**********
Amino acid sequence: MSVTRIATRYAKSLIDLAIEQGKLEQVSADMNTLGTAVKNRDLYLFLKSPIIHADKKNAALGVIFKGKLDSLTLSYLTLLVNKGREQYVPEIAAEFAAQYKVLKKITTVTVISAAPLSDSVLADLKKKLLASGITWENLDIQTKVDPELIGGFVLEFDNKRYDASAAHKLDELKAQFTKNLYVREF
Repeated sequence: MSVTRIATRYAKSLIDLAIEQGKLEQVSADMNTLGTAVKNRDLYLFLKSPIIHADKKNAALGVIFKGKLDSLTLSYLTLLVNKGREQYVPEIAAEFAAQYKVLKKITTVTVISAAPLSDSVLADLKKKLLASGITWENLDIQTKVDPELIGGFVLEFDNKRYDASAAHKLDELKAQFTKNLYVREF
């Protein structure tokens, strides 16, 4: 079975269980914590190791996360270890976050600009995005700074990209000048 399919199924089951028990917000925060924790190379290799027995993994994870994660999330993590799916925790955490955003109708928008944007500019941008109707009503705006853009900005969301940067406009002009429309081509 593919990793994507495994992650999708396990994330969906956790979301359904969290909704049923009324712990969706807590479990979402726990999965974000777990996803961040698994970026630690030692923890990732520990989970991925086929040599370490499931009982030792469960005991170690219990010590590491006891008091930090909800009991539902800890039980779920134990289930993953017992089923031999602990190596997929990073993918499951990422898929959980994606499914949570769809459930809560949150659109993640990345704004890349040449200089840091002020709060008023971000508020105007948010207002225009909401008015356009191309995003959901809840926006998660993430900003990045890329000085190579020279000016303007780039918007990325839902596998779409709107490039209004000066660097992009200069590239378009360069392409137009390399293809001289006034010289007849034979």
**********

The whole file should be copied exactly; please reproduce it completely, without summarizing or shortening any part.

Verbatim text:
Amino acid sequence: MSVTRIATRYAKSLIDLAIEQGKLEQVSADMNTLGTAVKNRDLYLFLKSPIIHADKKNAALGVIFKGKLDSLTLSYLTLLVNKGREQYVPEIAAEFAAQYKVLKKITTVTVISAAPLSDSVLADLKKKLLASGITWENLDIQTKVDPELIGGFVLEFDNKRYDASAAHKLDELKAQFTKNLYVREF
Repeated sequence: MSVTRIATRYAKSLIDLAIEQGKLEQVSADMNTLGTAVKNRDLYLFLKSPIIHADKKNAALGVIFKGKLDSLTLSYLTLLVNKGREQYVPEIAAEFAAQYKVLKKITTVTVISAAPLSDSVLADLKKKLLASGITWENLDIQTKVDPELIGGFVLEFDNKRYDASAAHKLDELKAQFTKNLYVREF
């Protein structure tokens, strides 16, 4: 079975269980914590190791996360270890976050600009995005700074990209000048 399919199924089951028990917000925060924790190379290799027995993994994870994660999330993590799916925790955490955003109708928008944007500019941008109707009503705006853009900005969301940067406009002009429309081509 593919990793994507495994992650999708396990994330969906956790979301359904969290909704049923009324712990969706807590479990979402726990999965974000777990996803961040698994970026630690030692923890990732520990989970991925086929040599370490499931009982030792469960005991170690219990010590590491006891008091930090909800009991539902800890039980779920134990289930993953017992089923031999602990190596997929990073993918499951990422898929959980994606499914949570769809459930809560949150659109993640990345704004890349040449200089840091002020709060008023971000508020105007948010207002225009909401008015356009191309995003959901809840926006998660993430900003990045890329000085190579020279000016303007780039918007990325839902596998779409709107490039209004000066660097992009200069590239378009360069392409137009390399293809001289006034010289007849034979």